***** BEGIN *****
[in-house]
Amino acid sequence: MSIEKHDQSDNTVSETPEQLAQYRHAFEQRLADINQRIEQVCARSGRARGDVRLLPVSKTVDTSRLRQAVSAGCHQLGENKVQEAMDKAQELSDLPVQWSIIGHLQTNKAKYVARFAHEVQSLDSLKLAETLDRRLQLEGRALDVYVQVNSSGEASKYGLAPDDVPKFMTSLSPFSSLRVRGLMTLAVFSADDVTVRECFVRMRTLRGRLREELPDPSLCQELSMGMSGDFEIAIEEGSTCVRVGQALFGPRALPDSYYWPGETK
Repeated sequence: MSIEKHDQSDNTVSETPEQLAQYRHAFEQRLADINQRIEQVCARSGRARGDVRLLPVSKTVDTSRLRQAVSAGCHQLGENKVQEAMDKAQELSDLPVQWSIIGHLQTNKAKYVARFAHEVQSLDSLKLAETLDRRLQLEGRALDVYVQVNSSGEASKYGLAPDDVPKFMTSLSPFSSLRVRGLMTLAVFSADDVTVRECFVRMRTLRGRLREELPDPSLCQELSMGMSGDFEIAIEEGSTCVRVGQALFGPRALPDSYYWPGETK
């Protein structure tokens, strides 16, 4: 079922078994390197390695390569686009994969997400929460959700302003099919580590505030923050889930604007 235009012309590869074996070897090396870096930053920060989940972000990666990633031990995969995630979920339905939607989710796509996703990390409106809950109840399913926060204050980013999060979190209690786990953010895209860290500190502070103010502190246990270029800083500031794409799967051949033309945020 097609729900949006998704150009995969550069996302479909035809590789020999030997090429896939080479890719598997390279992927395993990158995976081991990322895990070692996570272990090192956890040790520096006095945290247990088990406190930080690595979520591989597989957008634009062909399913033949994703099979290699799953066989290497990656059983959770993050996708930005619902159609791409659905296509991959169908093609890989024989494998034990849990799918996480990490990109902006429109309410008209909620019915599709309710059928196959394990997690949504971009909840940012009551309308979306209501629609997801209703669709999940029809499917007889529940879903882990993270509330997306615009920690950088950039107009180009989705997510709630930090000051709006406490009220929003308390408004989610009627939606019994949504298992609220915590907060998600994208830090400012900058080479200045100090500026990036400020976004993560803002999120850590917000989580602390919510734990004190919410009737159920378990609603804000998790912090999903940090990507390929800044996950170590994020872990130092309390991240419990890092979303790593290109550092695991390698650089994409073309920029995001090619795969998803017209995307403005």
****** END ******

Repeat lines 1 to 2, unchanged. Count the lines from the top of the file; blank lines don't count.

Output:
[in-house]
Amino acid sequence: MSIEKHDQSDNTVSETPEQLAQYRHAFEQRLADINQRIEQVCARSGRARGDVRLLPVSKTVDTSRLRQAVSAGCHQLGENKVQEAMDKAQELSDLPVQWSIIGHLQTNKAKYVARFAHEVQSLDSLKLAETLDRRLQLEGRALDVYVQVNSSGEASKYGLAPDDVPKFMTSLSPFSSLRVRGLMTLAVFSADDVTVRECFVRMRTLRGRLREELPDPSLCQELSMGMSGDFEIAIEEGSTCVRVGQALFGPRALPDSYYWPGETK